Chao Tom has a unique texture, with a crisp exterior and a tender, juicy interior. The combination of sweet and savory flavors in the sauce balances well with the natural sweetness of the prawns. The sugarcane stick provides a crunchy texture, and the dish is typically served with fresh herbs such as mint and cilantro to add a fresh, bright flavor.
There are different types of Chao Tom that use different ingredients, such as minced chicken or beef, in place of prawns, or different seasonings and spices to vary the flavor profile. Additionally, there are regional variations of the dish in Vietnam that reflect local ingredients and culinary traditions.
29. Mi Quang
Mi Quang is a type of Vietnamese rice noodle dish that originated in the central region of Vietnam’s Quang Nam Province. A quintessential Da Nang food It is made with a mixture of rice noodles, various toppings such as sliced pork, shrimp, quail eggs, bean sprouts, and a flavorful broth made with chicken or beef broth, turmeric, and spices.
The dish is typically topped with crushed peanuts, crispy fried onions, and fresh herbs such as cilantro and basil, and served with a side of fresh vegetables and a lime wedge.
Mi Quang has a rich, savory broth with a slightly spicy and slightly sweet flavor, and the toppings provide a mix of textures, with the soft noodles and tender meats contrasting with the crunchy peanuts and crisp vegetables. The fresh herbs and lime juice add a bright, acidic flavor to the dish.
There are different types of Mi Quang that use different ingredients, such as seafood or vegetarian versions that use mushrooms or tofu as the main topping, and regional variations that use different spices and seasonings to reflect local culinary traditions. There are variations that incorporate different types of noodles, such as egg noodles or glass noodles, in place of traditional rice noodles.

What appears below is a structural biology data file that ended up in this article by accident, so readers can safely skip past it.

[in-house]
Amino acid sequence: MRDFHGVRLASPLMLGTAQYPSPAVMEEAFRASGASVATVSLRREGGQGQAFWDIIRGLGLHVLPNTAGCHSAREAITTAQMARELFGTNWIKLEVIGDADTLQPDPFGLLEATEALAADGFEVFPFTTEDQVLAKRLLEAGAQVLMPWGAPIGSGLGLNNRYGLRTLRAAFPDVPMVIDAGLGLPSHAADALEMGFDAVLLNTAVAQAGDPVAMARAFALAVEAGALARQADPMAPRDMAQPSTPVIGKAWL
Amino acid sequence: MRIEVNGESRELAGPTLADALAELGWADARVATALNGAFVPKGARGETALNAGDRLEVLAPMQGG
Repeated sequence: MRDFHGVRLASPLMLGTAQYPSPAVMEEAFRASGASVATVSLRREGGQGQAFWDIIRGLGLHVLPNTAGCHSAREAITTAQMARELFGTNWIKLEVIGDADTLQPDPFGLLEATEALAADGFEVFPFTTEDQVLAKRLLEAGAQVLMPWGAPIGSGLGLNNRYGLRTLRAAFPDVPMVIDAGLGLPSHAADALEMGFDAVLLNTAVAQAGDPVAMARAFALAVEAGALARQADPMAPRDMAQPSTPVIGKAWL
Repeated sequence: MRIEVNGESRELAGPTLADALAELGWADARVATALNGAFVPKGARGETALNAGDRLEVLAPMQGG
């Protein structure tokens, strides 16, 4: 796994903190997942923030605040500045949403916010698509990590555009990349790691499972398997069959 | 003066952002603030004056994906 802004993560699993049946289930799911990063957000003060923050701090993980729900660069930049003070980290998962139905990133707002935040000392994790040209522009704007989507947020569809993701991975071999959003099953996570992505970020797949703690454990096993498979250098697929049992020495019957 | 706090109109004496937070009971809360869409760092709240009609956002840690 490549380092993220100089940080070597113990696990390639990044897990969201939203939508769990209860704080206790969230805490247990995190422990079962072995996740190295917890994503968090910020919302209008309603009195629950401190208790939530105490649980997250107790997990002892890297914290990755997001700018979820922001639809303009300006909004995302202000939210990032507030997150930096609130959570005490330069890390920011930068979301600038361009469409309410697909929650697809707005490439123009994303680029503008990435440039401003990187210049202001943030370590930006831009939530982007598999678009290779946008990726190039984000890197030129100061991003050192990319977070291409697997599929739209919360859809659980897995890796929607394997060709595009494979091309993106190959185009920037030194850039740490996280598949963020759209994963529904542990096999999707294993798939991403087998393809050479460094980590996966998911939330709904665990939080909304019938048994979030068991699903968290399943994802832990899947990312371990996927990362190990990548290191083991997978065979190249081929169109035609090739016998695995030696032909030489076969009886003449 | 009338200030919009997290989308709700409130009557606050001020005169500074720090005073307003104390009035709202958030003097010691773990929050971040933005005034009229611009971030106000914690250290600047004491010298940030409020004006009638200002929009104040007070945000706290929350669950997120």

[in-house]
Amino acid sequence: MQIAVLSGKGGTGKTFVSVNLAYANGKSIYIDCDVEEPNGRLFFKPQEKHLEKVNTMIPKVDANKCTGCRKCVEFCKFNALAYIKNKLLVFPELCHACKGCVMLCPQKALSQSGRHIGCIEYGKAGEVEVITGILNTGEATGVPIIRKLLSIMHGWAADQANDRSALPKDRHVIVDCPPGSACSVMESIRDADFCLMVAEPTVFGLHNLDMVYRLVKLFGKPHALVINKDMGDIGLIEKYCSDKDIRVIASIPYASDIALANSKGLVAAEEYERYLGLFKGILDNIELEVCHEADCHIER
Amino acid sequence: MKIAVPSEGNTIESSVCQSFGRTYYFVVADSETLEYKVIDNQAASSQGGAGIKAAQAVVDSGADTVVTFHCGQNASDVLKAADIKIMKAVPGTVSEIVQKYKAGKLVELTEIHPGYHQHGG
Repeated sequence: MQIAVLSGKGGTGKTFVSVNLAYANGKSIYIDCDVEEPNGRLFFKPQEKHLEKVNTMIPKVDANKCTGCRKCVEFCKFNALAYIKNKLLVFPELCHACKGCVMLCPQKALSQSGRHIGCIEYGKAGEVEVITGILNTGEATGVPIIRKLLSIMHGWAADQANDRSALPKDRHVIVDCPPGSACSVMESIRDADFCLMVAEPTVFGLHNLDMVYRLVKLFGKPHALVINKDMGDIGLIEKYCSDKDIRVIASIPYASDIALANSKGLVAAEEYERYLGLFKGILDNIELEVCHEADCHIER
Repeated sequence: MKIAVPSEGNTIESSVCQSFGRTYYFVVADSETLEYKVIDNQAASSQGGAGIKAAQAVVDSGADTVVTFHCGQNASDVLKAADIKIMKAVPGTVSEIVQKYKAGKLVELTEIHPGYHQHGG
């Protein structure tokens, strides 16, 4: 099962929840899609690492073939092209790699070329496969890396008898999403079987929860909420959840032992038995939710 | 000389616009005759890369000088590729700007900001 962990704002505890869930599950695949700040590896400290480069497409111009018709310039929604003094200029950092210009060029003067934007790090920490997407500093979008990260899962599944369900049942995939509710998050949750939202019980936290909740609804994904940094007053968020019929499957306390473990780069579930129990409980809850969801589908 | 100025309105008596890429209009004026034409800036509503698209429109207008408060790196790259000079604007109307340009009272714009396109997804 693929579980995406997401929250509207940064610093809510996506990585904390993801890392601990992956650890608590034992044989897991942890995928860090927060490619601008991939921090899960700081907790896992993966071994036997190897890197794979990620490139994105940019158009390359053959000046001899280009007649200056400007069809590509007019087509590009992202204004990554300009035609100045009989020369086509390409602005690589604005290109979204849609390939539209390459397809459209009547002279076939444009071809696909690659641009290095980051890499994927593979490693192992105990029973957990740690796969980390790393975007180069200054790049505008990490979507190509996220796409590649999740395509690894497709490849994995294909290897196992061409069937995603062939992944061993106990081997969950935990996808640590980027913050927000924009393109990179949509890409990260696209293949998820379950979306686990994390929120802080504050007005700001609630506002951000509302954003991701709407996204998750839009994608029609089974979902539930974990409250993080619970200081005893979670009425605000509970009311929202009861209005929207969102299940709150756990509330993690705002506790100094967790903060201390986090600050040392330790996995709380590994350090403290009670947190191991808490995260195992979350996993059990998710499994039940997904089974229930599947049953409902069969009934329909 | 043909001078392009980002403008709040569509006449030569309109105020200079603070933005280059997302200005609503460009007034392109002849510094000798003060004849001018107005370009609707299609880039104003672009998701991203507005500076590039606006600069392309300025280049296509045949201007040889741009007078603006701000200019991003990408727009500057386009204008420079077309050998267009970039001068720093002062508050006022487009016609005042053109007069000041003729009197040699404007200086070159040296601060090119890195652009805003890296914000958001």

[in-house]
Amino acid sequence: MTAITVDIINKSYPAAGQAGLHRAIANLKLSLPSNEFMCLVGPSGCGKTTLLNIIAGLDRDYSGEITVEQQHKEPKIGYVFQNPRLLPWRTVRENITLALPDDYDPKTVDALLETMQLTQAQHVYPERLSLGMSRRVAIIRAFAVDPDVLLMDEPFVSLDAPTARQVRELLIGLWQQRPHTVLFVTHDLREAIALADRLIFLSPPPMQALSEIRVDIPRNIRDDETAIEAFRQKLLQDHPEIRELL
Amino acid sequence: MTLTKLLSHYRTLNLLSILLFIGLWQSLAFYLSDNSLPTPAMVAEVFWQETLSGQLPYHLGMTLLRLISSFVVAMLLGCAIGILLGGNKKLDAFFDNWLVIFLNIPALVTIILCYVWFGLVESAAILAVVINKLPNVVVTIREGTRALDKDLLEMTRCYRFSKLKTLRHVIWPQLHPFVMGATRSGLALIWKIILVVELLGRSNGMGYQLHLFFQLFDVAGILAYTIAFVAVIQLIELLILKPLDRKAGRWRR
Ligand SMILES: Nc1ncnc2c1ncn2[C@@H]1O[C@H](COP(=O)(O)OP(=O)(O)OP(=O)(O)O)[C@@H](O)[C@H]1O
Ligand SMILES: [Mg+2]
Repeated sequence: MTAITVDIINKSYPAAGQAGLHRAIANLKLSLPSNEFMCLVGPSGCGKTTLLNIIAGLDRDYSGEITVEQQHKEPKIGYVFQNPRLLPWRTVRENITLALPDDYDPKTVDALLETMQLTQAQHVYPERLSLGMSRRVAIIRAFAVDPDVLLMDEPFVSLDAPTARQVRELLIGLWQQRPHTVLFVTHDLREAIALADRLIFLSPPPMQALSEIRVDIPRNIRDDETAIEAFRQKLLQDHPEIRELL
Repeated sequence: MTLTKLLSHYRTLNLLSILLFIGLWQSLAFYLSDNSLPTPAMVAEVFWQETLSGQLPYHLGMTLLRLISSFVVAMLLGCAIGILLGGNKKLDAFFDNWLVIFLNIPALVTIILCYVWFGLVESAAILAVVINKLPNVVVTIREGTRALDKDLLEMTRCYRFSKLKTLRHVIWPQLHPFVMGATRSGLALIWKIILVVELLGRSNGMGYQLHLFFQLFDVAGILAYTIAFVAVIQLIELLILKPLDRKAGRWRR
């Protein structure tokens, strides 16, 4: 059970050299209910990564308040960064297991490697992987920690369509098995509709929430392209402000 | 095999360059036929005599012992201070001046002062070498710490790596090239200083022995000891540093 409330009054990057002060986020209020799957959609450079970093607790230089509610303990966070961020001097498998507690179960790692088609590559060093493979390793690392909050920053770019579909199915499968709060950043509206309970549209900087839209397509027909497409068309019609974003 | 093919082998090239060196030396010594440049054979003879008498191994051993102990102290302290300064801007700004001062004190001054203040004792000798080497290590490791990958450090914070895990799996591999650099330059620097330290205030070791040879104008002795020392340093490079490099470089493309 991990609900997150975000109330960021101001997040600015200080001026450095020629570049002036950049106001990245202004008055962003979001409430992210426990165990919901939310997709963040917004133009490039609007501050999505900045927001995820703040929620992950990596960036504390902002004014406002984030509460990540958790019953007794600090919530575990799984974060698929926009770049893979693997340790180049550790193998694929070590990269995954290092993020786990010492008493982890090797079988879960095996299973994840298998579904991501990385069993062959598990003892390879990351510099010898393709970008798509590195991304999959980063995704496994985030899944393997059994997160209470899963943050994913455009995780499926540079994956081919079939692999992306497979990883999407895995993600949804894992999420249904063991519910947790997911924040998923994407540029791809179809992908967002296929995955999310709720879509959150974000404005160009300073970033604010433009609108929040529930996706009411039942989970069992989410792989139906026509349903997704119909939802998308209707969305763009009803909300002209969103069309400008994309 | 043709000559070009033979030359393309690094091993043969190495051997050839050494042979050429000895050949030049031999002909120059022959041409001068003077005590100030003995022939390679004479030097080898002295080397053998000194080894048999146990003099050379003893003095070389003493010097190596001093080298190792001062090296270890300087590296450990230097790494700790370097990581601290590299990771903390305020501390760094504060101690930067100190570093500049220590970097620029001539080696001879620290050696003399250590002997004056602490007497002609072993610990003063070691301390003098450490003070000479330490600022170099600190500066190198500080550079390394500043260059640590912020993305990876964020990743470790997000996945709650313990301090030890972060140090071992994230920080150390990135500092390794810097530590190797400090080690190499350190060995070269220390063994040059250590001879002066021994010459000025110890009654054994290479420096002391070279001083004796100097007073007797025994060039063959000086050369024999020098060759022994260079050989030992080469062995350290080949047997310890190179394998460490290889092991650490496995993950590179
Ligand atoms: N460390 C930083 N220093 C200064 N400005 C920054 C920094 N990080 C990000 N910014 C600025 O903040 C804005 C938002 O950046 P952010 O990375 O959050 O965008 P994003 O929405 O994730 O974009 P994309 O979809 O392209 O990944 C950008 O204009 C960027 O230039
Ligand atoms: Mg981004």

30. Banh Beo (Vietnamese Steamed Rice Cake)
Banh Beo is a type of Vietnamese steamed rice. It is made by mixing rice flour with water to form a batter, which is then steamed in small, shallow dishes until set. The cake is then topped with various ingredients such as chopped shrimp, pork cracklings, scallions, and a savory sauce made from Vietnamese fish sauce, sugar, and lime juice. The dish is typically served as an appetizer or snack and is often enjoyed with a cold Tiger beer or other refreshing beverages.
Banh Beo has a soft, delicate texture with a subtle sweetness from the rice flour, and the toppings provide a variety of flavors and textures, including savory shrimp, crunchy pork cracklings, and bright, acidic sauce.
This popular Vietnamese food is enjoyed for its delicate, subtle flavor and unique texture, and is a staple of the central region’s cuisine. Banh Beo is also favored for its versatility, as it can be made with a variety of toppings to suit different tastes and preferences. Additionally, Banh Beo is a traditional and cultural dish in Vietnam and is often served at family gatherings and special occasions.
31. Goi Cá Mai – Vietnamese Raw Fish Roll
Goi Cá Mai is a type of Vietnamese salad that originated in the central region of Vietnam. It is made by combining thin slices of raw fish (often catfish or snakehead fish) with fresh herbs such as mint, cilantro, and basil, shredded green papaya, and a dressing made from fish sauce, sugar, lime juice, and chili peppers. The salad is typically served cold and is garnished with crushed peanuts and crispy fried onions.